Occasionally, sure. Green goddess dressing wouldn't be as much fun with tomato paste added, and strawberries would look awful embedded in blue Jell-O.
In general, though, recipes tend to derive their color almost entirely from one or two ingredients. A ragu Napoletano has a ton of ingredients of different colors, but the dominant color is red from the tomatoes and adding some more thyme isn't going to change that.
That's not to say that color isn't important to food. One reason a beurre blanc matches so well with white fish is because the light color implies a subtlety of flavor which works with the delicacy of the fish. Dark brown suggests more of a roasted, savory flavor; greenness suggests freshness; blue suggests artificiality. To a certain extent, these associations happened naturally rather than through developed convention, and as a consequence recipes will often have the "correct" color automatically. But it's common to adjust a recipe to perfect the color, particularly in this era of Instagram.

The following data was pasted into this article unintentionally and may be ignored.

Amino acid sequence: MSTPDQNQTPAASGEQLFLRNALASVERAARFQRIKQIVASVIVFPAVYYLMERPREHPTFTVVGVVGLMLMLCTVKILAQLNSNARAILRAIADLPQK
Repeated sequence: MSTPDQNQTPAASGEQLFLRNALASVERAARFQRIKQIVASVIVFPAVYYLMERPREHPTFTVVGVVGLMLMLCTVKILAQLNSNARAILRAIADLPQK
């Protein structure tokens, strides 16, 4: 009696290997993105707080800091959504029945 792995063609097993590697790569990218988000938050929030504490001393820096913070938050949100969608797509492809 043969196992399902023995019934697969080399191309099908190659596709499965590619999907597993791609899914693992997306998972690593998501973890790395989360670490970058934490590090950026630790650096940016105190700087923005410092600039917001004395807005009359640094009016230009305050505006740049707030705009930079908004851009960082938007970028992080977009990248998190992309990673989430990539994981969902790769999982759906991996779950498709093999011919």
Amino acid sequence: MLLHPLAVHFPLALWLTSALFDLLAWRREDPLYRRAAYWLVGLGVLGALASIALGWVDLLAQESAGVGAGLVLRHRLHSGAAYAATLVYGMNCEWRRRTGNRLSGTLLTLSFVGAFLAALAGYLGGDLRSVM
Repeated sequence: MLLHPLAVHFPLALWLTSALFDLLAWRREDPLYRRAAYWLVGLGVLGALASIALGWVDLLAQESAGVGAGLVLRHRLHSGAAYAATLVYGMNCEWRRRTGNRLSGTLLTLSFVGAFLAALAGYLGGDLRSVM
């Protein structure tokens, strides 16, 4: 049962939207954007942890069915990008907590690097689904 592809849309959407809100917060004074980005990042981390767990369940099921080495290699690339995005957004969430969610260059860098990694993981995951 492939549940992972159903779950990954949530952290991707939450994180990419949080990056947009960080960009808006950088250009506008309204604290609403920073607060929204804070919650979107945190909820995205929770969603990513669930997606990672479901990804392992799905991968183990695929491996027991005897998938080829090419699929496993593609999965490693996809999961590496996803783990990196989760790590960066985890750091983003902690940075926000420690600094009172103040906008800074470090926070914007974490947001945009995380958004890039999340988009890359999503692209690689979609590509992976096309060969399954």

One thing you might notice is various green ingredients being close together in the recipe. That's not the green section, though -- it's the herb section, since the author chose to group the herbs together.